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North Haven Taxes Remain the Same

Posted on 23 April 2009

Crafting a village budget is a bit of a guessing game. The village must anticipate supplies needed for storms and snowfall, and the number of home sales, renovations and constructions expected. In this sour economy, the modest-sized North Haven Village prepared for the worst but hoped for the best when drafting their $1,213,117 budget for 2009-10.
The board’s projected revenue from mortgage tax is around $130,000. Village clerk Georgia Welch confirmed an 18 percent decrease in mortgage tax receipts from 2008-2009, compared to the year before. She based the 2009-2010 mortgage tax revenue projections on this reduced percentage.
The revenue accrued from building permits and licenses have also taken a significant hit. From 2007 to 2008, the village earned around $170,000 in revenues from the building department. Steering a financially conservative course, the village budgeted $100,000 last year in permits and licenses. Welch believes North Haven will fall short this year — the village has only received $73,000 in licenses and permits thus far, though this figure is subject to change, as the books will be closed by May 31. For 2009-2010, the village took a more severe look at the future and budgeted only $73,000 in licenses and building permits revenues.
“Everything is down … Will we flat line? Will it get worse? I don’t know. But I think we are pretty conservative,” said Welch of the revenue decreases during the village’s public hearing on the 2009-2010 budget on Wednesday, April 15.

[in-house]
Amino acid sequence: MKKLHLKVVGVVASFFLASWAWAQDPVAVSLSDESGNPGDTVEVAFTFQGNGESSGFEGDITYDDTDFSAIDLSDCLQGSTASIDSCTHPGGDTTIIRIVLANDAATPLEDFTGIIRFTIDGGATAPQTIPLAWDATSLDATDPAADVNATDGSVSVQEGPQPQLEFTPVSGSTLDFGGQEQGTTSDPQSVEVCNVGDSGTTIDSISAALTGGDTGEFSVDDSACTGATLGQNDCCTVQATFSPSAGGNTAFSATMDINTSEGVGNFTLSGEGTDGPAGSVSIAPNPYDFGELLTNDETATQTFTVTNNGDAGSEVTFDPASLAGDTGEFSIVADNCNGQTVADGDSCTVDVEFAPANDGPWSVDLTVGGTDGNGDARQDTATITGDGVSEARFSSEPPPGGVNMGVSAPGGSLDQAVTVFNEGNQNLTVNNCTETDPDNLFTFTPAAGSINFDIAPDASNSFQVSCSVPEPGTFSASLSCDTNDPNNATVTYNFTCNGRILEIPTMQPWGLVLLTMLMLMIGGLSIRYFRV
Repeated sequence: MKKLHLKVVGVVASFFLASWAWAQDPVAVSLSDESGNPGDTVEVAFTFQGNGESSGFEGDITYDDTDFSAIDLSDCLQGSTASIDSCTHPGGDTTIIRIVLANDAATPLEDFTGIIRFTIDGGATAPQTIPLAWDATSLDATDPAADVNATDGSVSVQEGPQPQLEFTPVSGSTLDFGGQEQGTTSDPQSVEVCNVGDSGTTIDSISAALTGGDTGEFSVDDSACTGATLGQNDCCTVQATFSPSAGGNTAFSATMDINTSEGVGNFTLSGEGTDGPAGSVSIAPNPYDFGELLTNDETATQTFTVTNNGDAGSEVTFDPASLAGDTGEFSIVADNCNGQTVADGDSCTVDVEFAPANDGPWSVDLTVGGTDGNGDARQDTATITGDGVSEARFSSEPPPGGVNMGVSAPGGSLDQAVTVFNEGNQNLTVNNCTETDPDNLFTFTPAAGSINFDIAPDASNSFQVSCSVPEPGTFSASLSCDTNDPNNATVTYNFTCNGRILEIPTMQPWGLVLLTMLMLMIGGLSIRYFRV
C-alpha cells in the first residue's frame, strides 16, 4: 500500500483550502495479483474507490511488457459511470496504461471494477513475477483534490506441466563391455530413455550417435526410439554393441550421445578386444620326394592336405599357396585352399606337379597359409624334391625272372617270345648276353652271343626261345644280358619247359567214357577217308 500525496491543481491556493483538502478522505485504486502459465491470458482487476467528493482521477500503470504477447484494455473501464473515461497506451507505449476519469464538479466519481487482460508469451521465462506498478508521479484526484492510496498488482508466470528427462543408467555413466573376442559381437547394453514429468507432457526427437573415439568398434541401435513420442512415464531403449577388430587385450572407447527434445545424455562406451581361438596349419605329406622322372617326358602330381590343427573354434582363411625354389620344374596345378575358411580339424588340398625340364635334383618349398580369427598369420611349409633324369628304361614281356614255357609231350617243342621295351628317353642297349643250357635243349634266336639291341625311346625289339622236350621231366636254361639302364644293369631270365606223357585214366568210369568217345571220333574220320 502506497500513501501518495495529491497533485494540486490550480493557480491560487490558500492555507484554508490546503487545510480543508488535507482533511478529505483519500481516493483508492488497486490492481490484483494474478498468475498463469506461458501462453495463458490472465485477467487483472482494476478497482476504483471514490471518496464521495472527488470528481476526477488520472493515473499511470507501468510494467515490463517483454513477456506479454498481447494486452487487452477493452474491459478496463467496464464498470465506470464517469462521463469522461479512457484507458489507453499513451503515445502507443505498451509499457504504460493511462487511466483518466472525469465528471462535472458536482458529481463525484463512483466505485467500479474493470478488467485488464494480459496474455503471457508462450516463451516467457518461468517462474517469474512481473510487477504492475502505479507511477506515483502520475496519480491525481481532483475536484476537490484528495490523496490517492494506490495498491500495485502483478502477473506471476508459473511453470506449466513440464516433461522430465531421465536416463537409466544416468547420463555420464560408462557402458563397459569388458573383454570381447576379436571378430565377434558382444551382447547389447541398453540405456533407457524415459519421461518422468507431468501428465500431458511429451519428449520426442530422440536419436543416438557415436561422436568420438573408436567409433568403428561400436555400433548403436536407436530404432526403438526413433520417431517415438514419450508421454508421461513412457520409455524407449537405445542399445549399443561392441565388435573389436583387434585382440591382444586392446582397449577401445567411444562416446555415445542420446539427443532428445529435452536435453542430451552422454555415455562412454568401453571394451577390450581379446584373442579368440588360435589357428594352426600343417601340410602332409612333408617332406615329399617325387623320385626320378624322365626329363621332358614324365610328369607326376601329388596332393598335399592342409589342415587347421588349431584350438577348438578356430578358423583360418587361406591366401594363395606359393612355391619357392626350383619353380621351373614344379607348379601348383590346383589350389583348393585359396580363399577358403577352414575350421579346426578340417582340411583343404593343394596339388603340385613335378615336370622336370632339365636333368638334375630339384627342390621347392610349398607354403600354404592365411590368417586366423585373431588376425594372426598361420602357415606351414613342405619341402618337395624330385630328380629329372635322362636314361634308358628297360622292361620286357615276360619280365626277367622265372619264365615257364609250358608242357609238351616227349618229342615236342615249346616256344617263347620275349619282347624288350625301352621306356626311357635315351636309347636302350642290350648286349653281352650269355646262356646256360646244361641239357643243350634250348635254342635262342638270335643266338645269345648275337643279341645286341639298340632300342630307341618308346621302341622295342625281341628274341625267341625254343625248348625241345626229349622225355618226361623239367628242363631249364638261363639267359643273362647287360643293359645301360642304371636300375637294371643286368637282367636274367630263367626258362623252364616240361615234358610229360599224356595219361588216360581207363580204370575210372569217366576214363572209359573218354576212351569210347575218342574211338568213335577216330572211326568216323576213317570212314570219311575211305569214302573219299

The light at the end of North Haven’s financial tunnel is the village tax rate, which will remain the same as last year, .00050 per $1,000 of assessed valuation. In 2010, a village resident who owns a home with an assessed value of $1 million will pay approximately $503.80 in village taxes. Through a combination of a seven percent decrease in fire and ambulance contracts and by dipping into the fund balance by $218,751, the village was able to maintain this tax rate for residents.
“We can’t use that fund balance forever,” warned deputy mayor Jeffrey Sander.
“I don’t know how sustainable this is,” Welch later added, though she remarked that North Haven is faring far better than larger municipalities.
“A lot of places don’t have a healthy fund balance and have nothing to fall back on,” noted village mayor Laura Nolan.
One reason the village is in such good standing is because it has little to no debt. In the coming fiscal year, the village estimates it will spend only $6,473 on debt services. The village’s debt was incurred by the restoration of Cove’s End Lane many years ago. The debt is paid for by the property owners on Cove’s End Lane through an additional road tax.
Though the village has little in the way of borrowed money and a stable fund balance, Welch noted North Haven is limited in the ways it can procure income.
“We don’t have many avenues for revenue in our village as larger scale municipalities [get federal money],” Welch observed. “Hopefully the budget proposed will be enough, but we are only as good as the revenues we get.”
The public hearing was closed without public comment and the tentative 2009-2010 budget was passed unanimously.